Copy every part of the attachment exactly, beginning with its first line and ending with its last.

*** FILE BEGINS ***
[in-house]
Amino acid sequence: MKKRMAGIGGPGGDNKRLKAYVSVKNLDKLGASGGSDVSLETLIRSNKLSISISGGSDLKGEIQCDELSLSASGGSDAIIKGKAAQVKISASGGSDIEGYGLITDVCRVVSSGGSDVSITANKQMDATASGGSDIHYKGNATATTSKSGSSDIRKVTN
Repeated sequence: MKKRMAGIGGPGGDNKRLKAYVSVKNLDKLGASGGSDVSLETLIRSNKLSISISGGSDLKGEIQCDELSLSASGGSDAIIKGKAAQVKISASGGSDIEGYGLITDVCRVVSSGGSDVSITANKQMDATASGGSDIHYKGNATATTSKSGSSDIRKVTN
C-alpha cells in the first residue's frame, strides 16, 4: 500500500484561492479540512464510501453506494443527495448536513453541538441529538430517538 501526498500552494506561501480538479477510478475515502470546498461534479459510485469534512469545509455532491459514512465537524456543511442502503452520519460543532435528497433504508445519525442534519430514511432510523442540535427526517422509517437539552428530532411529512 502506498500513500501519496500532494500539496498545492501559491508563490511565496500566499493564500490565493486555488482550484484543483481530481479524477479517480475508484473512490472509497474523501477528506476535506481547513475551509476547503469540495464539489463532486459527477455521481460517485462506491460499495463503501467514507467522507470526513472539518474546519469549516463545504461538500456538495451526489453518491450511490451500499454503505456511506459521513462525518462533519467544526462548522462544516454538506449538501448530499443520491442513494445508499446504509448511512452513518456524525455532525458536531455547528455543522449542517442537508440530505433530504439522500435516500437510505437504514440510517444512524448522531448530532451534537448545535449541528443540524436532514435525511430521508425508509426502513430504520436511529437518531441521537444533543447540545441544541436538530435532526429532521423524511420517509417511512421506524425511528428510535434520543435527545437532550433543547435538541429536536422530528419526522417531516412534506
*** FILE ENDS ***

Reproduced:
[in-house]
Amino acid sequence: MKKRMAGIGGPGGDNKRLKAYVSVKNLDKLGASGGSDVSLETLIRSNKLSISISGGSDLKGEIQCDELSLSASGGSDAIIKGKAAQVKISASGGSDIEGYGLITDVCRVVSSGGSDVSITANKQMDATASGGSDIHYKGNATATTSKSGSSDIRKVTN
Repeated sequence: MKKRMAGIGGPGGDNKRLKAYVSVKNLDKLGASGGSDVSLETLIRSNKLSISISGGSDLKGEIQCDELSLSASGGSDAIIKGKAAQVKISASGGSDIEGYGLITDVCRVVSSGGSDVSITANKQMDATASGGSDIHYKGNATATTSKSGSSDIRKVTN
C-alpha cells in the first residue's frame, strides 16, 4: 500500500484561492479540512464510501453506494443527495448536513453541538441529538430517538 501526498500552494506561501480538479477510478475515502470546498461534479459510485469534512469545509455532491459514512465537524456543511442502503452520519460543532435528497433504508445519525442534519430514511432510523442540535427526517422509517437539552428530532411529512 502506498500513500501519496500532494500539496498545492501559491508563490511565496500566499493564500490565493486555488482550484484543483481530481479524477479517480475508484473512490472509497474523501477528506476535506481547513475551509476547503469540495464539489463532486459527477455521481460517485462506491460499495463503501467514507467522507470526513472539518474546519469549516463545504461538500456538495451526489453518491450511490451500499454503505456511506459521513462525518462533519467544526462548522462544516454538506449538501448530499443520491442513494445508499446504509448511512452513518456524525455532525458536531455547528455543522449542517442537508440530505433530504439522500435516500437510505437504514440510517444512524448522531448530532451534537448545535449541528443540524436532514435525511430521508425508509426502513430504520436511529437518531441521537444533543447540545441544541436538530435532526429532521423524511420517509417511512421506524425511528428510535434520543435527545437532550433543547435538541429536536422530528419526522417531516412534506